In the early 1960s, University of Michigan alumnus Marshall Nirenberg and a few other scientists deciphered the genetic code of life, determining the rules by which information in DNA molecules are translated into proteins, the working parts of living cells.
They identified three-letter units in DNA sequences, known as codons, that specify each of the 20 amino acids that make up proteins, work for which Nirenberg later shared a Nobel Prize with two others.
Occasionally, single-letter misspellings in the genetic code, known as point mutations, occur. Point mutations that alter the resulting protein sequences are called nonsynonymous mutations, while those that do not alter protein sequences are called silent or synonymous mutations.
Between one-quarter and one-third of point mutations in protein-coding DNA sequences are synonymous. Ever since the genetic code was cracked, those mutations have generally been assumed to be neutral, or nearly so.
But in a study published online June 8 in the journal Nature that involved the genetic manipulation of yeast cells in the laboratory, University of Michigan biologists show that most synonymous mutations are strongly harmful.
The strong nonneutrality of most synonymous mutations—if found to be true for other genes and in other organisms—would have major implications for the study of human disease mechanisms, population and conservation biology, and evolutionary biology, according to the study authors.
“Since the genetic code was solved in the 1960s, synonymous mutations have been generally thought to be benign. We now show that this belief is false,” said study senior author Jianzhi “George” Zhang, the Marshall W. Nirenberg Collegiate Professor in the UM Department of Ecology and Evolutionary Biology.
“Because many biological conclusions rely on the presumption that synonymous mutations are neutral, its invalidation has broad implications. For example, synonymous mutations are generally ignored in the study of disease-causing mutations, but they might be an underappreciated and common mechanism.”
In the past decade, anecdotal evidence has suggested that some synonymous mutations are nonneutral. Zhang and his colleagues wanted to know if such cases are the exception or the rule.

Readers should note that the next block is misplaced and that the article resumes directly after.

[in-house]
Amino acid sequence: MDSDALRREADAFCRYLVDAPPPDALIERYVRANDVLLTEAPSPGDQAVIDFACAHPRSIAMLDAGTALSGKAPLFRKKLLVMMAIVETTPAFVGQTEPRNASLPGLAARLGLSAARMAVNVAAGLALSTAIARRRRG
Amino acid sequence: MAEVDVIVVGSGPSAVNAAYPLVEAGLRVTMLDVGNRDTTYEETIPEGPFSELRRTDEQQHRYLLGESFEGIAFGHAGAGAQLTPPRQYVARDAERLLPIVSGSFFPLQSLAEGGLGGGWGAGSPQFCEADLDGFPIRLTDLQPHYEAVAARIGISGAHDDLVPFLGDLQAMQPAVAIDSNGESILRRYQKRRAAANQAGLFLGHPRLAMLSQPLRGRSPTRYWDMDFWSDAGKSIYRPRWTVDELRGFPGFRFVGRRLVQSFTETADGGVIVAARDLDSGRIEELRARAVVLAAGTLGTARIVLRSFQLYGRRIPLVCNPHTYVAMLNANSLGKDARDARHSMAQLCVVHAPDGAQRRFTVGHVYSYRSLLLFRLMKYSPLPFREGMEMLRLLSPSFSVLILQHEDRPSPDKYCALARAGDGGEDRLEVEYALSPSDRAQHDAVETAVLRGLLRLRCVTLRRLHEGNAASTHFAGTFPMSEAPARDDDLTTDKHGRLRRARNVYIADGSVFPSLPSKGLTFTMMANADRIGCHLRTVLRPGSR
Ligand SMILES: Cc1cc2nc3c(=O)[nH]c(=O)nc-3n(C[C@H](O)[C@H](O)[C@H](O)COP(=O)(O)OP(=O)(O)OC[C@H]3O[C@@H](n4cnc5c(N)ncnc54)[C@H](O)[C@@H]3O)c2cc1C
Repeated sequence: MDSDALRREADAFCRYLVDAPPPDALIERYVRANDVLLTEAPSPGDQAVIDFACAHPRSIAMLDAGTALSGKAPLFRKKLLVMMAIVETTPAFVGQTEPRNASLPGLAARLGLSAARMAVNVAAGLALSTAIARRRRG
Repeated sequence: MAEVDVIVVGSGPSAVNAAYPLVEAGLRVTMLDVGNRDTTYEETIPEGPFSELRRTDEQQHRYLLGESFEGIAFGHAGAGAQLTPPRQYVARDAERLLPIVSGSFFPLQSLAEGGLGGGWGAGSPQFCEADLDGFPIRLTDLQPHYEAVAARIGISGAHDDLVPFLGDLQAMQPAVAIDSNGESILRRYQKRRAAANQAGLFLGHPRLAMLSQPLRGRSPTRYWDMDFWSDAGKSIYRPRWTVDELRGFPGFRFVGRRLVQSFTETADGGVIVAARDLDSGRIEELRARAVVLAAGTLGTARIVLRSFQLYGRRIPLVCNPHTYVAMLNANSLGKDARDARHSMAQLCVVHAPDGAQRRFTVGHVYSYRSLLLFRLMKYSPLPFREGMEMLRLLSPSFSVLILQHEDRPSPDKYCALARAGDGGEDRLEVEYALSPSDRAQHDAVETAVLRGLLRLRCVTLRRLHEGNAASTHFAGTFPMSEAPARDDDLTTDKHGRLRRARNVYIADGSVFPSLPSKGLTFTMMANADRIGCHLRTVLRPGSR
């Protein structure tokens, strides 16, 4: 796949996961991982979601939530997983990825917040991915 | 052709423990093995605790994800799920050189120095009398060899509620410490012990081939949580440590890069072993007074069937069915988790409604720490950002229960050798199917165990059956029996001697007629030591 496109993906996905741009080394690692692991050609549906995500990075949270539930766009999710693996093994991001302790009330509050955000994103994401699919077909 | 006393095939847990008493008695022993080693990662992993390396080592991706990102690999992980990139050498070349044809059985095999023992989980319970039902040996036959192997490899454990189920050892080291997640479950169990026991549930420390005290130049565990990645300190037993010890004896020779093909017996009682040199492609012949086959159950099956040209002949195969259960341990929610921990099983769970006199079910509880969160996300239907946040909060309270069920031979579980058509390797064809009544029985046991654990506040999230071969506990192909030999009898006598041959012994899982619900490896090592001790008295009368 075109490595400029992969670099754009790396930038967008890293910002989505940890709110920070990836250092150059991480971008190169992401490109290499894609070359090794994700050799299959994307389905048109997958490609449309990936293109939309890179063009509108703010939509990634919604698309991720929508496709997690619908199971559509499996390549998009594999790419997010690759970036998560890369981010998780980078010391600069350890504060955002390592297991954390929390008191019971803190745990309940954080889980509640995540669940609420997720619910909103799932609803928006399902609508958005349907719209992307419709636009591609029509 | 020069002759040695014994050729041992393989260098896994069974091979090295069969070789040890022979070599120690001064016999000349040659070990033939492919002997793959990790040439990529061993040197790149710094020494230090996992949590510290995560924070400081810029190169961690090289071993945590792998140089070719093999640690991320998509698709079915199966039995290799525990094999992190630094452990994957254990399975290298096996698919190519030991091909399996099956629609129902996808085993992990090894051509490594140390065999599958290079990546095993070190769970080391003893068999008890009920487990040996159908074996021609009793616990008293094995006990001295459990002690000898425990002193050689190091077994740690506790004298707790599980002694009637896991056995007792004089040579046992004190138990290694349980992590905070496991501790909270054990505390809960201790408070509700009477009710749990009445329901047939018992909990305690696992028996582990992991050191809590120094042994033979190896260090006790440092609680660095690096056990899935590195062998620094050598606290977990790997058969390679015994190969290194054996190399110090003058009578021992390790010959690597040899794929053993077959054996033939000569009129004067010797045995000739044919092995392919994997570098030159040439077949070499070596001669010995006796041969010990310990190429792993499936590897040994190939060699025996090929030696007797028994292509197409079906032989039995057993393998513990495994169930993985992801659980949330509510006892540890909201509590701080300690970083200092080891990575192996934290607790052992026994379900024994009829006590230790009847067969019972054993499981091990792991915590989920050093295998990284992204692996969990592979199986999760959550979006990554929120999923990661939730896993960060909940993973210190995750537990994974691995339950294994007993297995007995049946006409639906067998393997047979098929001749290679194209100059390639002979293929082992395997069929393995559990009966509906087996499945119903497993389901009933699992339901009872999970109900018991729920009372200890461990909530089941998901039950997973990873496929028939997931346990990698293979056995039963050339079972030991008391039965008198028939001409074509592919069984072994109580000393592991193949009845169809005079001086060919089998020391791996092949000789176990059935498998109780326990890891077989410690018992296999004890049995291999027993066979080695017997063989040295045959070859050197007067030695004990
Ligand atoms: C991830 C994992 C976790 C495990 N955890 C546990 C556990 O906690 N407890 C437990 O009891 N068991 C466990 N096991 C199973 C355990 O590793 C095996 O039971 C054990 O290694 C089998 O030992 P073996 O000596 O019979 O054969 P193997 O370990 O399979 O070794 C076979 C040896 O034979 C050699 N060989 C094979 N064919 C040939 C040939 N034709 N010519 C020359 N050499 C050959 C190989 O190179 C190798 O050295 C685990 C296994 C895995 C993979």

They chose to address this question in budding yeast (Saccharomyces cerevisiae) because the organism’s short generation time (about 80 minutes) and small size allowed them to measure the effects of a large number of synonymous mutations quickly, relatively precisely, and conveniently.
They used CRISPR/Cas9 genome editing to construct more than 8,000 mutant yeast strains, each carrying a synonymous, nonsynonymous or nonsense mutation in one of 21 genes the targeted researchers.
Then they quantified the “fitness” of each mutant strain by measuring how quickly it reproduces relative to the nonmutant strain. Darwinian fitness, simply put, refers to the number of offspring an individual has. In this case, measuring the reproductive rates of the yeast strains showed whether the mutations were beneficial, harmful or neutral.
To their surprise, the researchers found that 75.9% of synonymous mutations were significantly deleterious, while 1.3% were significantly beneficial.
“The previous anecdotes of nonneutral synonymous mutations turned out to be the tip of the iceberg,” said study lead author Xukang Shen, a graduate student research assistant in Zhang’s lab.
“We also studied the mechanisms through which synonymous mutations affect fitness and found that at least one reason is that both synonymous and nonsynonymous mutations alter the gene-expression level, and the extent of this expression effect predicts the fitness effect.”
Zhang said the researchers knew beforehand, based on the anecdotal reports, that some synonymous mutations would likely turn out to be nonneutral.
“But we were shocked by the large number of such mutations,” he said. “Our results imply that synonymous mutations are nearly as important as nonsynonymous mutations in causing disease and call for a strengthened effort in predicting and identifying pathogenic synonymous mutations.”
The UM-led team said that while there is no particular reason why their results would be restricted to yeast, confirmations in diverse organisms are required to verify the generality of their findings.
The other authors of the Nature study are Siliang Song of the UM Department of Ecology and Evolutionary Biology and Chuan Li of Stanford University. The work was supported by a US National Institutes of Health grant to Zhang.